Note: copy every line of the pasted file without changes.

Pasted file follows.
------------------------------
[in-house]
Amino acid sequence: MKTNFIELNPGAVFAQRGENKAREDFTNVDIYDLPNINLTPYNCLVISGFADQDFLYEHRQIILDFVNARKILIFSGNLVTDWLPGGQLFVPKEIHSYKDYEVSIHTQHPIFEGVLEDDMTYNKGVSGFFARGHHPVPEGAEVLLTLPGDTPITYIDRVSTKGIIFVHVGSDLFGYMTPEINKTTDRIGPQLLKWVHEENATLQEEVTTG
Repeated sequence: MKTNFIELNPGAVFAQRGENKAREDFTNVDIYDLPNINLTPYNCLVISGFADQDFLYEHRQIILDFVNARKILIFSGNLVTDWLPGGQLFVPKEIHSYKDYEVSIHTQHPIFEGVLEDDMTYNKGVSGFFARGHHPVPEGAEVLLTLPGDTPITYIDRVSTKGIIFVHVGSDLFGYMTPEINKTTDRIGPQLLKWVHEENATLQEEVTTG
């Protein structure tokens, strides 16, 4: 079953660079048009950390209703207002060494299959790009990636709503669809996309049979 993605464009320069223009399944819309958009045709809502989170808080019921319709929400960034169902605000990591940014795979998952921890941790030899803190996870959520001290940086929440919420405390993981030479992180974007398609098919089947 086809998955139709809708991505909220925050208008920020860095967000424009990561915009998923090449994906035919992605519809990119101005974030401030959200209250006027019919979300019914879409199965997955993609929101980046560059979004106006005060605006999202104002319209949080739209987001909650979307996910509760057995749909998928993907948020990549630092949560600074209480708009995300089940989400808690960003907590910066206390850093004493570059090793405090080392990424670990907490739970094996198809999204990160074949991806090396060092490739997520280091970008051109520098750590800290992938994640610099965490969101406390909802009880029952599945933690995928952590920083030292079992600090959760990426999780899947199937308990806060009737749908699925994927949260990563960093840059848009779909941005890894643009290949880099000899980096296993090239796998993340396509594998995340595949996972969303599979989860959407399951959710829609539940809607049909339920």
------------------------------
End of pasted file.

[in-house]
Amino acid sequence: MKTNFIELNPGAVFAQRGENKAREDFTNVDIYDLPNINLTPYNCLVISGFADQDFLYEHRQIILDFVNARKILIFSGNLVTDWLPGGQLFVPKEIHSYKDYEVSIHTQHPIFEGVLEDDMTYNKGVSGFFARGHHPVPEGAEVLLTLPGDTPITYIDRVSTKGIIFVHVGSDLFGYMTPEINKTTDRIGPQLLKWVHEENATLQEEVTTG
Repeated sequence: MKTNFIELNPGAVFAQRGENKAREDFTNVDIYDLPNINLTPYNCLVISGFADQDFLYEHRQIILDFVNARKILIFSGNLVTDWLPGGQLFVPKEIHSYKDYEVSIHTQHPIFEGVLEDDMTYNKGVSGFFARGHHPVPEGAEVLLTLPGDTPITYIDRVSTKGIIFVHVGSDLFGYMTPEINKTTDRIGPQLLKWVHEENATLQEEVTTG
């Protein structure tokens, strides 16, 4: 079953660079048009950390209703207002060494299959790009990636709503669809996309049979 993605464009320069223009399944819309958009045709809502989170808080019921319709929400960034169902605000990591940014795979998952921890941790030899803190996870959520001290940086929440919420405390993981030479992180974007398609098919089947 086809998955139709809708991505909220925050208008920020860095967000424009990561915009998923090449994906035919992605519809990119101005974030401030959200209250006027019919979300019914879409199965997955993609929101980046560059979004106006005060605006999202104002319209949080739209987001909650979307996910509760057995749909998928993907948020990549630092949560600074209480708009995300089940989400808690960003907590910066206390850093004493570059090793405090080392990424670990907490739970094996198809999204990160074949991806090396060092490739997520280091970008051109520098750590800290992938994640610099965490969101406390909802009880029952599945933690995928952590920083030292079992600090959760990426999780899947199937308990806060009737749908699925994927949260990563960093840059848009779909941005890894643009290949880099000899980096296993090239796998993340396509594998995340595949996972969303599979989860959407399951959710829609539940809607049909339920």